Police raids have revealed an alleged network baby "farms" or "factories" in Nigeria, forcing a new look at the scope of human trafficking in the country.
At a hospital in Enugu, a large city in Nigeria's southeast, 20 teenage girls were rescued in May in a police swoop on what was believed to be one of the largest infant trafficking rings in the west African country.
The two-story building on a dusty street in Enugu's teeming Uwani district now stands deserted, shutters down.
Neighbors had long found something bizarre about the establishment, where there was virtually no activity during the day, they said.
The doctor in charge, who is now on trial, reportedly lured teenagers with unwanted pregnancies by offering to help with abortion.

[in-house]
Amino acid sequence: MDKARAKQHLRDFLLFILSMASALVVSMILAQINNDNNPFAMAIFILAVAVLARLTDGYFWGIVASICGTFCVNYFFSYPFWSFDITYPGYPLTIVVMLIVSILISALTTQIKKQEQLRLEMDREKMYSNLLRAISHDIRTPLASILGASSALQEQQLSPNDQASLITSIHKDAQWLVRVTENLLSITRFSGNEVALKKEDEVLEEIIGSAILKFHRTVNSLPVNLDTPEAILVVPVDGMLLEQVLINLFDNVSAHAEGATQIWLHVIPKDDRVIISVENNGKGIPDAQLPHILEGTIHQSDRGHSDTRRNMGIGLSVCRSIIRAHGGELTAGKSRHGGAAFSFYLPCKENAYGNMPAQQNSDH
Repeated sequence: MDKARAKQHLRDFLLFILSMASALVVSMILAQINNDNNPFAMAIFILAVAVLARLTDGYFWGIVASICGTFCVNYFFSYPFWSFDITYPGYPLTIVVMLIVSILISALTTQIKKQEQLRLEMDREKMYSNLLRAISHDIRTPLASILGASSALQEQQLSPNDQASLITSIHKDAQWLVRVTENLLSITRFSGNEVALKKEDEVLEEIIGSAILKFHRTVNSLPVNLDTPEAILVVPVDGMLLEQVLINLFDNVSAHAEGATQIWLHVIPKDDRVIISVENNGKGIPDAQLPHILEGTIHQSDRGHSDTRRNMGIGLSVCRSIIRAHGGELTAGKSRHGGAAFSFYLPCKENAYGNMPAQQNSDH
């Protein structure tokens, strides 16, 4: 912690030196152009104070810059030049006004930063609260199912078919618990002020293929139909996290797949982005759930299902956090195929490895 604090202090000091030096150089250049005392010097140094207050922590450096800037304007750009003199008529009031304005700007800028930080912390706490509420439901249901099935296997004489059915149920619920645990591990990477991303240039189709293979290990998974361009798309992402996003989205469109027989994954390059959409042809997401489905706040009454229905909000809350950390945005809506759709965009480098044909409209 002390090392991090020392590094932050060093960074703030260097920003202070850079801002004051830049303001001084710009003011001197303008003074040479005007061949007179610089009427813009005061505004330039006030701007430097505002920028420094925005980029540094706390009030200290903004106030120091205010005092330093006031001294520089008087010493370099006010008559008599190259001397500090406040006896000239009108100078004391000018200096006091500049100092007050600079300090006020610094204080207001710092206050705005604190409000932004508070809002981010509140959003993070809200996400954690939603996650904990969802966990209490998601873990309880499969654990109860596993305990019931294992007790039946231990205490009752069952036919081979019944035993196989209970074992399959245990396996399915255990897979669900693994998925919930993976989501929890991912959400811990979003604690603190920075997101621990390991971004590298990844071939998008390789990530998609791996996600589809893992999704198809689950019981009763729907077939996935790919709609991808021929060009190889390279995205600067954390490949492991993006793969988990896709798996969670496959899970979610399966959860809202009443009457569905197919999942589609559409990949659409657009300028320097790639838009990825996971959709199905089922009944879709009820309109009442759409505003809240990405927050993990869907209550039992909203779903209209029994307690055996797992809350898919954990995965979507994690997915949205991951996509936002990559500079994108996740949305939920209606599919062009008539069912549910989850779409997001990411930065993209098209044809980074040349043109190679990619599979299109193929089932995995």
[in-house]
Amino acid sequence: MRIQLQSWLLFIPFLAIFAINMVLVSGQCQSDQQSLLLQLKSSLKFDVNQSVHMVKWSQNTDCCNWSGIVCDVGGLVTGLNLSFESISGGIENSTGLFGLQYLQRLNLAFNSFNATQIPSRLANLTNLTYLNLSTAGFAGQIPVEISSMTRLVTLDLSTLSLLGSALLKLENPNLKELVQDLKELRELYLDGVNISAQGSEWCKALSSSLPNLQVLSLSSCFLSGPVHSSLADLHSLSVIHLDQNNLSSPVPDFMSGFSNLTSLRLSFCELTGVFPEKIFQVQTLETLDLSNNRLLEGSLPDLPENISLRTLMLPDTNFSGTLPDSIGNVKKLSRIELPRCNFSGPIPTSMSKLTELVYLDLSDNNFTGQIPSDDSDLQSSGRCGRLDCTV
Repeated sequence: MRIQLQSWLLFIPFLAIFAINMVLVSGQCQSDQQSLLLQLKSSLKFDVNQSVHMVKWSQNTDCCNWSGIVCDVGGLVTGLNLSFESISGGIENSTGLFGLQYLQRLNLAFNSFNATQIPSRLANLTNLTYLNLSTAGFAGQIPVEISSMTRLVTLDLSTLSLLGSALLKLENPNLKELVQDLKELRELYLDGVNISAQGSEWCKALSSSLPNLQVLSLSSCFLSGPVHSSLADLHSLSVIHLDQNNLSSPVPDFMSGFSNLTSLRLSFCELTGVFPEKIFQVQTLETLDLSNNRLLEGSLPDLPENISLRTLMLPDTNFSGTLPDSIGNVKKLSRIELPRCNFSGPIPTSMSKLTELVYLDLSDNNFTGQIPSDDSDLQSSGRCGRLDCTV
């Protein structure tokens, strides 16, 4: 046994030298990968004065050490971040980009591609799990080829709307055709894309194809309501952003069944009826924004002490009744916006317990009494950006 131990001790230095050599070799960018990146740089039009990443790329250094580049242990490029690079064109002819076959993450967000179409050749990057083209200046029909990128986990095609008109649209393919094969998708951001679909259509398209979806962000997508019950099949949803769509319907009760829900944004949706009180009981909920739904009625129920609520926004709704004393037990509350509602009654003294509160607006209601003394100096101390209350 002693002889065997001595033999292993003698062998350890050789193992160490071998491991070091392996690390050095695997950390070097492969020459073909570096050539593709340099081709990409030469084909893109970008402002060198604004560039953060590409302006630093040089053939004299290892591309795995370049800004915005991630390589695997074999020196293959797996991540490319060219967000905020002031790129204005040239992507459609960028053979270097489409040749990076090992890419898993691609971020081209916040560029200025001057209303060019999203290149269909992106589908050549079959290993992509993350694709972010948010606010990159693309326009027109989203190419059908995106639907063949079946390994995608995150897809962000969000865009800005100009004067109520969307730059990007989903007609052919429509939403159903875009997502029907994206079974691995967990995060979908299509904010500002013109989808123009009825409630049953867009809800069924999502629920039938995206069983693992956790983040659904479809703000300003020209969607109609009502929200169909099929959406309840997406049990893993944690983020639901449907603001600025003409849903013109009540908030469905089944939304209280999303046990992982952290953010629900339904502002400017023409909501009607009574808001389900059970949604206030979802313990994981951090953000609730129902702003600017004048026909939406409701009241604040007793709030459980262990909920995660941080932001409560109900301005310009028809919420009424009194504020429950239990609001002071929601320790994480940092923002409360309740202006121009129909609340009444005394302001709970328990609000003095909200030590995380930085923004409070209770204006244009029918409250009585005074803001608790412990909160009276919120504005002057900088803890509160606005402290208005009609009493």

They would be locked up there until they gave birth, whereupon they would be forced to give up their babies for a token fee of around $170.
The babies would then be sold to buyers for anything between $2500-$3800 each, according to a state agency fighting human trafficking in Nigeria, the National Agencyfor the Prohibition of Trafficking in Persons (NAPTIP).
But luck ran out for the gynecologist, said to be in his 50s, when a woman to whom he had sold a day-old infant was caught by Nigeria's Security and Civil Defence Service (NSCDS) while trying to smuggle the child to Lagos, the security agency said.
Statistics on the prevalence of baby breeding are hard to come by, but anti-trafficking campaigners say it is widespread and run by well-organized criminal syndicates.